Various types of sleep disorders, such as bruxism, or a sleep related breathing disorder, such as snoring or sleep apnea, can frequently be treated with dentistry. Bruxism is the technical term for clenching & grinding. Bruxism can be disastrous for your teeth. Aside from the typical jaw joint pain & frequent headaches associated with bruxism, this condition can literally destroy the teeth over time. Full mouth crowns or full dentures are sometimes our only options for people that experience severe bruxism over many years.
Snoring is a socially unacceptable behavior. Severe snorers are often kicked out of the bedroom by a frustrated spouse. A person that snores may be embarrassed to go on a group camping trip or share a hotel room with a friend. Snoring is caused by a partial airway blockage & can lead to severe health consequences.
Sleep apnea is, by far, the sleep disorder that causes the greatest detriment to a person’s health. During sleep apnea, the tissues & muscles in the back of the throat collapse the airway. The person will struggle unsuccessfully to bring air into the lungs. The oxygen in the blood begins to decrease. Before death actually occurs, the brain causes the individual to wake up. He or she does so gasping for air. The cycle is repeated throughout the night with the person usually unaware of the events.
A person suffering with sleep apnea is tired during the day. Sleep does not refresh them because they never are able to reach deep stages of sleep. Severe sleep apnea can cause a person to wake up every two or three minutes. Severe sleep apnea is conclusively linked to an increased risk of heart attack & stroke. Evidence suggests that sleep apnea can shorten a person’s lifespan between 8 & 30 years.
Currently, the three most effective methods of treatment for sleep apnea are:
- Surgical removal of the uvula along with a portion of the soft palate. Some people are not a candidate for this procedure. The surgery would affect their speech (cleft palate syndrome). For those individuals who are successfully treated, the benefits do not appear to last. After a period of time, the snoring & sleep apnea frequently returns.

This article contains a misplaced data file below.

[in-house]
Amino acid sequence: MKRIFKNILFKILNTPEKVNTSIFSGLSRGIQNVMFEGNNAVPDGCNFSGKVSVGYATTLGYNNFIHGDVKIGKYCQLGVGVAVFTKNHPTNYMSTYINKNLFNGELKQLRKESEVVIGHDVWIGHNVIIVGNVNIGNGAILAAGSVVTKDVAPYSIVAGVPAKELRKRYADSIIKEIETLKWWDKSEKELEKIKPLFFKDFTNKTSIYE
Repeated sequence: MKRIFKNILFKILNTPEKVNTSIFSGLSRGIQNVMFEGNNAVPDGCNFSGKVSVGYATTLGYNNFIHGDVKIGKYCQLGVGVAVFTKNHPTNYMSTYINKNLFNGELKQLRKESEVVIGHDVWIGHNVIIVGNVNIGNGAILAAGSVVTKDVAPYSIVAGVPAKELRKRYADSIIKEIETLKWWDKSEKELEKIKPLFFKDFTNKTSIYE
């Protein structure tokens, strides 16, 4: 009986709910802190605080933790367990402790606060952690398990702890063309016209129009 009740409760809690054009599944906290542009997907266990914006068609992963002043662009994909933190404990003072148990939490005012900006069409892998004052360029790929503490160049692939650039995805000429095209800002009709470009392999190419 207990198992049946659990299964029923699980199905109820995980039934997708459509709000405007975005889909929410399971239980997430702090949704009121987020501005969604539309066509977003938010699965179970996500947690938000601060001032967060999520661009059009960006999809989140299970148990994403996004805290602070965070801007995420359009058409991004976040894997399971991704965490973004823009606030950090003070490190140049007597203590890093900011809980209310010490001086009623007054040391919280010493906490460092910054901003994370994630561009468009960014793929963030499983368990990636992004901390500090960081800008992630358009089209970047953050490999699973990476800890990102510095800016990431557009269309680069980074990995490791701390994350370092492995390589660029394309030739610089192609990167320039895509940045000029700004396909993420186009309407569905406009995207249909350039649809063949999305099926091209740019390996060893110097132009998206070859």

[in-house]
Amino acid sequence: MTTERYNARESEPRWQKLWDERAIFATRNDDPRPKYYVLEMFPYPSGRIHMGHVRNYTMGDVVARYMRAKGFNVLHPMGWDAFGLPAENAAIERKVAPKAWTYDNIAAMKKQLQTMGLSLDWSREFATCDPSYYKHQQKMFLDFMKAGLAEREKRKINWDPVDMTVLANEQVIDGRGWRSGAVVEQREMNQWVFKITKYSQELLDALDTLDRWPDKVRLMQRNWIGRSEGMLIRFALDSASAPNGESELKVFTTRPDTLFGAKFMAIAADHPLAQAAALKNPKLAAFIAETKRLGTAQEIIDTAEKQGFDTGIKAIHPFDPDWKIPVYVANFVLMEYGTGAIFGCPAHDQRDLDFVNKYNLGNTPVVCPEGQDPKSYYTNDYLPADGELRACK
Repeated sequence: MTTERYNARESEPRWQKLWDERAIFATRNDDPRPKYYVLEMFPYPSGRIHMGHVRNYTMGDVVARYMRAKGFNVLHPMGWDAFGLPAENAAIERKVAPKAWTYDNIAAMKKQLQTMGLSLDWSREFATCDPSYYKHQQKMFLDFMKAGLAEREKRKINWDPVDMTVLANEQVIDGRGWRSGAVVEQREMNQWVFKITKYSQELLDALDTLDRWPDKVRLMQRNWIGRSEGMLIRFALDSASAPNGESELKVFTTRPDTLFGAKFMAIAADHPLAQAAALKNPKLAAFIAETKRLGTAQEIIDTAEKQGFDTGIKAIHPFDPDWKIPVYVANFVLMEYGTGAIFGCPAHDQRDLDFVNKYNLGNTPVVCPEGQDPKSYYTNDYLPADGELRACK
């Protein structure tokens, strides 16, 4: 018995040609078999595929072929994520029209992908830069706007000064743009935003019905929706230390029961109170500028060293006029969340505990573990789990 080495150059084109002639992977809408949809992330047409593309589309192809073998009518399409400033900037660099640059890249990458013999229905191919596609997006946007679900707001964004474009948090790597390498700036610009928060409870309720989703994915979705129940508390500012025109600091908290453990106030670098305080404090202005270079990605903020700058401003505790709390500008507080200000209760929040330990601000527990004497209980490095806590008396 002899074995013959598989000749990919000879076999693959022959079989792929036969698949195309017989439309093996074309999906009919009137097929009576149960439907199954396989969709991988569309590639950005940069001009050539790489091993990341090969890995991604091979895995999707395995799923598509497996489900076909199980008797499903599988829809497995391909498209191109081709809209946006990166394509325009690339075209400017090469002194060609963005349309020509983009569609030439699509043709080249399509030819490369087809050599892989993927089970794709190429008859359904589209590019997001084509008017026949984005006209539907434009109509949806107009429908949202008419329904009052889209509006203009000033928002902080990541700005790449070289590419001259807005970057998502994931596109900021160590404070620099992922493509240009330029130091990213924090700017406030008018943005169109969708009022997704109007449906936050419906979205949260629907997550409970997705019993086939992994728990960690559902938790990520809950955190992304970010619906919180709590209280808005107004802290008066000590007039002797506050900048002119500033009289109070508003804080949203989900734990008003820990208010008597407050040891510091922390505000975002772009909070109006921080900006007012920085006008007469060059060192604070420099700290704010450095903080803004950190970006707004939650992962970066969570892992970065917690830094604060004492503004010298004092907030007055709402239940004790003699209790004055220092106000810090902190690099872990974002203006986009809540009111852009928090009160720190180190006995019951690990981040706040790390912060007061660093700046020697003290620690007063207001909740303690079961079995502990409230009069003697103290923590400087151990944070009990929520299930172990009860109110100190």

- Use of a continuous positive airway pressure device (CPAP). This is an apparatus with a nose mask connected by a thick tube to an air compressor that pushes air into the nose continuously throughout the night. The constant air pressure successfully keeps the airway open. However, the device is difficult to adapt to & research reveals that 50% of people on CPAP are non-compliant after three months. One CPAP user describes his experience like trying to sleep while having your head out the window driving 50mph.
- Use of a dental appliance referred to as an anti-snoring dental device. As little as 2-3 visits to the dentist to be fitted for a laboratory created, custom-fitted appliance that is worn by the person at night. After the device is placed in the mouth, the person inserts a thin key & then turns it clockwise. This gradually brings the lower jaw forward & with it the tongue. This same principle is used to open the airway when giving CPR to an unconscious victim. Some users complain that their jaw muscles are tight or sore the following morning. The soreness, if occurring at all, usually goes away after a few minutes & this complication tends to improve as the person’s jaw adapts to a new position.
To successfully treat bruxism, snoring & sleep apnea, a thorough examination should be performed. The course of treatment depends on the information gathered while making the diagnosis. Options should be considered, & discussed, evaluating the possible benefit & risk with each individual case. Dental appliances are frequently effective, less invasive, & less expensive than other options of therapy available.